Amy London
Amy London


New York City based Amy London has long been among the foremost first-call vocalists in New York City in a variety of settings – jazz club, studio, on stage with big bands and on Broadway. Now, her new Motéma release, When I Look In Your Eyes, portends an even larger career for her as a powerful voice and leader on the international jazz scene. Even before its release, this CD garnered rare kudos from top-talent peers: “It’s a delight, I would recommend it to anybody,” is the comment from vocalese pioneer Annie Ross. “Amy London, where have you been hiding? Don’t leave us so long without another CD,” remarks Grammy award-winning vocalist Mark Murphy about this project. And, from internationally renowned pianist Fred Hersch comes the praise: “Amy London is a world-class singer possessing a beautiful and expressive vocal instrument, and always musical.”

When I Look In Your Eyes was recorded at Bennett Studios with a New York City jazz dream team led by producer Suzi Reynolds, known for her productions with Teri Thornton, Jerome Richardson, Rufus Reid and many other top jazz artists. The CD’s line-up includes Rufus Reid, Roni Ben-Hur, Lee Musiker, Leroy Williams, Steve Kroon, Chris Byars (leading a burning horn section,) and the late-great pianist John Hicks, who shines here, on what sadly turned out to be one of his last studio projects. Liner notes by WBGO radio host and author, Sheila Anderson, tell the whole story; When I Look In Your Eyes reveals London to have a vast emotional and musical range. As Anderson comments in her liner notes, Amy is among the elite female stylists, such as Sarah Vaughan, Carmen McRae, Nina Simone and Shirley Horn, who are not only great singers, but are also expert story tellers, accomplished pianists and composers. Amy also distinguishes herself by using her voice expertly as an instrument within, as opposed to on top of, a jazz ensemble.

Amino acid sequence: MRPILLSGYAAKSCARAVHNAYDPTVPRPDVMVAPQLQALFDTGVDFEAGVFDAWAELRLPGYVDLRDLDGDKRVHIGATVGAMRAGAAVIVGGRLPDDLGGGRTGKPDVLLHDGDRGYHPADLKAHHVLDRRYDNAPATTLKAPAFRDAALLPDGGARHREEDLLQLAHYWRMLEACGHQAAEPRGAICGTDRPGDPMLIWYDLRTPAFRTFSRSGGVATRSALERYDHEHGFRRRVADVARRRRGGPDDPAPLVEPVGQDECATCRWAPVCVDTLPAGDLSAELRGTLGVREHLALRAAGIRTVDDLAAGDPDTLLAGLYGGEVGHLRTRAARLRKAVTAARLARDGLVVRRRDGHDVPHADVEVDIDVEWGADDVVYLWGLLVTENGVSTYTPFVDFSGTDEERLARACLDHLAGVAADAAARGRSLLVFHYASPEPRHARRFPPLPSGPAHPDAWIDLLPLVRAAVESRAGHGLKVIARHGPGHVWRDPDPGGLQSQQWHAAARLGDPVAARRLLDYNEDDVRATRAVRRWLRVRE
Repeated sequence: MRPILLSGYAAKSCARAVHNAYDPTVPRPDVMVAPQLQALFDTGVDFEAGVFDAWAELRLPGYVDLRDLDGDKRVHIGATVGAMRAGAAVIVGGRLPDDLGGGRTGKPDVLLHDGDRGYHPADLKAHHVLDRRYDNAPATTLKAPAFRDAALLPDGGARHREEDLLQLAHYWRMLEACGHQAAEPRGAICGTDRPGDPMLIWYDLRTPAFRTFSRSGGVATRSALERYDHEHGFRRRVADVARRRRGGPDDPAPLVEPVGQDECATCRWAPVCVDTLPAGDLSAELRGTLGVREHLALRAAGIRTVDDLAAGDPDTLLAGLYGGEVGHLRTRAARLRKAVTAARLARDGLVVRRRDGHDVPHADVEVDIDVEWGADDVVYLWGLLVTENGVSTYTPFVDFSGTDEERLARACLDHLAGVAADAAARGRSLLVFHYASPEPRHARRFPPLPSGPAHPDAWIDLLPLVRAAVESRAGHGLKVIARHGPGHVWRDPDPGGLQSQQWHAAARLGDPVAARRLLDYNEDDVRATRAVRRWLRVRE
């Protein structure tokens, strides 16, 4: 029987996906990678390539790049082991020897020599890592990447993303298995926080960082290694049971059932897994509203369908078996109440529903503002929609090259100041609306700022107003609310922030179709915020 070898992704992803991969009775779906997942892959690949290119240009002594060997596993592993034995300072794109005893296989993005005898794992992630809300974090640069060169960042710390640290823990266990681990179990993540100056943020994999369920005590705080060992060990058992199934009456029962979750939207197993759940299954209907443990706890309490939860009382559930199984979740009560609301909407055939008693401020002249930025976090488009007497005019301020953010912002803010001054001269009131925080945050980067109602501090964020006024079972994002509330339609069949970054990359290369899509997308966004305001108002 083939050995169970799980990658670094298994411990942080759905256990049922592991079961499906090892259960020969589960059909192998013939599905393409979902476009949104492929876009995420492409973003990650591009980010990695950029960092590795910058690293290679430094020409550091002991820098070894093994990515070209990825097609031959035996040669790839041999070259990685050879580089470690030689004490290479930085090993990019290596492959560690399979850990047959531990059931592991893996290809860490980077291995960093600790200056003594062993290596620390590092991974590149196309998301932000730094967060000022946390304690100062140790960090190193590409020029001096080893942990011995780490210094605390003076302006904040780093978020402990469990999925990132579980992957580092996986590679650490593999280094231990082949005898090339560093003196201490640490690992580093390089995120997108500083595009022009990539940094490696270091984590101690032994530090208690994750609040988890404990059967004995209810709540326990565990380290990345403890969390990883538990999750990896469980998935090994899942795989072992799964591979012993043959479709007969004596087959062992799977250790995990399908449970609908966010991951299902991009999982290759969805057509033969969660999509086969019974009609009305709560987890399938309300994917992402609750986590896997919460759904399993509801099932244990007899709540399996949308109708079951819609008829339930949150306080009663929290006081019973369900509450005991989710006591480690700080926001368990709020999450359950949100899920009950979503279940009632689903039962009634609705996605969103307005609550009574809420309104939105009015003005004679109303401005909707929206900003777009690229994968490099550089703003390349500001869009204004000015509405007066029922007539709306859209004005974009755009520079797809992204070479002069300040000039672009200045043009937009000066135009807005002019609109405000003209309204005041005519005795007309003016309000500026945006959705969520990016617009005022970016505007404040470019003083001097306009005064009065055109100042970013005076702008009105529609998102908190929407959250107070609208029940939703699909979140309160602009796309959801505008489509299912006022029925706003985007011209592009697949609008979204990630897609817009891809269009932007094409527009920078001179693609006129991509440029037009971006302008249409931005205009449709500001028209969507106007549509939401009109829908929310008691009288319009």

Born into a culturally active, Ohio-based family filled with mirth and talent, performing was quite literally in Amy’s DNA. At the ripe old age of seven, she announced to her mother that she was going to be an entertainer. This career decision was spurred by seeing Fiddler on the Roof at Cincinnati’s Shubert Theater. Growing up as a suburban baby-boomer, Amy’s musical tastes also incorporated a diet of American ‘60s and ‘70s pop and folk music. “I consider Laura Nyro to have been my first vocal coach- I spent hours at the piano learning all of her songs.” (In fact, Nyro’s “Lazy Susan” is covered on this release.) “Laura, Joni Mitchell and James Taylor definitely got me through my years of teenage angst”, chuckles Amy with a usually present touch of self-deprecation. Jazz only began to officially enter her orbit when she began studying piano as a high-school senior, and then had an opportunity to take voice lessons with Milt Weiner, who had coached Doris Day and Rosemary Clooney. “Milt was the first one to bring my attention to the nuances of jazz phrasing and putting across the story, he was a huge influence,” says Amy, who has since gone on to become a premier vocal coach in her own right and was an initial founder of the vocal jazz department at the New School University BFA Jazz program in NYC.